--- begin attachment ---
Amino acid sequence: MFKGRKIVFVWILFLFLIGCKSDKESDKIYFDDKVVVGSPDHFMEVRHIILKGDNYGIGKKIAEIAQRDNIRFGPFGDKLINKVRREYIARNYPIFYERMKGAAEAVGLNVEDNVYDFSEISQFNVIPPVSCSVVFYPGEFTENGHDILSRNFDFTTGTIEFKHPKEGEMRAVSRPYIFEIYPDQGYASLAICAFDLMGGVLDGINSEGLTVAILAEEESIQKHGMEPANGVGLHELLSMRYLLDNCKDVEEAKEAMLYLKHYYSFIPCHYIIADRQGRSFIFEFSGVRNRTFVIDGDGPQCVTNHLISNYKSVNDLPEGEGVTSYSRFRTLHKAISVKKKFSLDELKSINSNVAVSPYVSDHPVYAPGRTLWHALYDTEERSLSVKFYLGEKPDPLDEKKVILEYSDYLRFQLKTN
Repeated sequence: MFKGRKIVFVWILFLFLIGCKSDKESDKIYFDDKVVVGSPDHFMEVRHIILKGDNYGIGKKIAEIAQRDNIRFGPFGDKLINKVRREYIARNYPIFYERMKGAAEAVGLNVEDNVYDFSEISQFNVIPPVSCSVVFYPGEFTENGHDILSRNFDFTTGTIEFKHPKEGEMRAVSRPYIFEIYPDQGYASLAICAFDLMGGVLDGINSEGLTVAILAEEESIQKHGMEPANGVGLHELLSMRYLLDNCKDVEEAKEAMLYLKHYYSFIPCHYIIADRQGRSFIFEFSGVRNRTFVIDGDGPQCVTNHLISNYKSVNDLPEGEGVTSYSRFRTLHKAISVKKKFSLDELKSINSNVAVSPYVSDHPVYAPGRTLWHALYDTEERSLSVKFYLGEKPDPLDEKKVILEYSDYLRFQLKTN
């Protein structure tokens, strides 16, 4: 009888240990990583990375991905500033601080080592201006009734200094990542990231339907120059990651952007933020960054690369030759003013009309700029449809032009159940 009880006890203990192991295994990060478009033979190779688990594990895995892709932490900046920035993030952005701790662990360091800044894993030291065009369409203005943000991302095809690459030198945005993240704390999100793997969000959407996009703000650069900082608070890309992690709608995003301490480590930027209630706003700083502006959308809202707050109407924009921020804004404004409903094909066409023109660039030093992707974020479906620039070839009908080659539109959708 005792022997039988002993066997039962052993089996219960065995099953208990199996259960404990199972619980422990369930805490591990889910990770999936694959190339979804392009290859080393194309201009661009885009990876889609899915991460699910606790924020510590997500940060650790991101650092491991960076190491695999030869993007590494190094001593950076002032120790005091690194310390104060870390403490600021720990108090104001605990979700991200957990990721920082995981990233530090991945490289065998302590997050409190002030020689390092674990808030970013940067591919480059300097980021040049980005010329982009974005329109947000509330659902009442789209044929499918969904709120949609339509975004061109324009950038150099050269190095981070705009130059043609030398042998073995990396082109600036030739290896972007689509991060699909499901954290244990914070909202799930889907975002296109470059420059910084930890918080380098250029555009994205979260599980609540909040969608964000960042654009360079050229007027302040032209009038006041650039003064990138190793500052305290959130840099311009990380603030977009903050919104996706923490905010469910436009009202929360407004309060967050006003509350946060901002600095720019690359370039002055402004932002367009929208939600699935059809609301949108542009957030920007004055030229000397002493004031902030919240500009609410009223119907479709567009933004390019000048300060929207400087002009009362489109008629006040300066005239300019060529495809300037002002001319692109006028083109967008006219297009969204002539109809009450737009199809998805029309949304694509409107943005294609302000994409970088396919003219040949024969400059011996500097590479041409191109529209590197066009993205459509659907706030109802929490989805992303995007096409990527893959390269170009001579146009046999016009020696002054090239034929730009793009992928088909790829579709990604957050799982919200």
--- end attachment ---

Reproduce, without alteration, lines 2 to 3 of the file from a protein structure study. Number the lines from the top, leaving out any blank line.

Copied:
Repeated sequence: MFKGRKIVFVWILFLFLIGCKSDKESDKIYFDDKVVVGSPDHFMEVRHIILKGDNYGIGKKIAEIAQRDNIRFGPFGDKLINKVRREYIARNYPIFYERMKGAAEAVGLNVEDNVYDFSEISQFNVIPPVSCSVVFYPGEFTENGHDILSRNFDFTTGTIEFKHPKEGEMRAVSRPYIFEIYPDQGYASLAICAFDLMGGVLDGINSEGLTVAILAEEESIQKHGMEPANGVGLHELLSMRYLLDNCKDVEEAKEAMLYLKHYYSFIPCHYIIADRQGRSFIFEFSGVRNRTFVIDGDGPQCVTNHLISNYKSVNDLPEGEGVTSYSRFRTLHKAISVKKKFSLDELKSINSNVAVSPYVSDHPVYAPGRTLWHALYDTEERSLSVKFYLGEKPDPLDEKKVILEYSDYLRFQLKTN
């Protein structure tokens, strides 16, 4: 009888240990990583990375991905500033601080080592201006009734200094990542990231339907120059990651952007933020960054690369030759003013009309700029449809032009159940 009880006890203990192991295994990060478009033979190779688990594990895995892709932490900046920035993030952005701790662990360091800044894993030291065009369409203005943000991302095809690459030198945005993240704390999100793997969000959407996009703000650069900082608070890309992690709608995003301490480590930027209630706003700083502006959308809202707050109407924009921020804004404004409903094909066409023109660039030093992707974020479906620039070839009908080659539109959708 005792022997039988002993066997039962052993089996219960065995099953208990199996259960404990199972619980422990369930805490591990889910990770999936694959190339979804392009290859080393194309201009661009885009990876889609899915991460699910606790924020510590997500940060650790991101650092491991960076190491695999030869993007590494190094001593950076002032120790005091690194310390104060870390403490600021720990108090104001605990979700991200957990990721920082995981990233530090991945490289065998302590997050409190002030020689390092674990808030970013940067591919480059300097980021040049980005010329982009974005329109947000509330659902009442789209044929499918969904709120949609339509975004061109324009950038150099050269190095981070705009130059043609030398042998073995990396082109600036030739290896972007689509991060699909499901954290244990914070909202799930889907975002296109470059420059910084930890918080380098250029555009994205979260599980609540909040969608964000960042654009360079050229007027302040032209009038006041650039003064990138190793500052305290959130840099311009990380603030977009903050919104996706923490905010469910436009009202929360407004309060967050006003509350946060901002600095720019690359370039002055402004932002367009929208939600699935059809609301949108542009957030920007004055030229000397002493004031902030919240500009609410009223119907479709567009933004390019000048300060929207400087002009009362489109008629006040300066005239300019060529495809300037002002001319692109006028083109967008006219297009969204002539109809009450737009199809998805029309949304694509409107943005294609302000994409970088396919003219040949024969400059011996500097590479041409191109529209590197066009993205459509659907706030109802929490989805992303995007096409990527893959390269170009001579146009046999016009020696002054090239034929730009793009992928088909790829579709990604957050799982919200």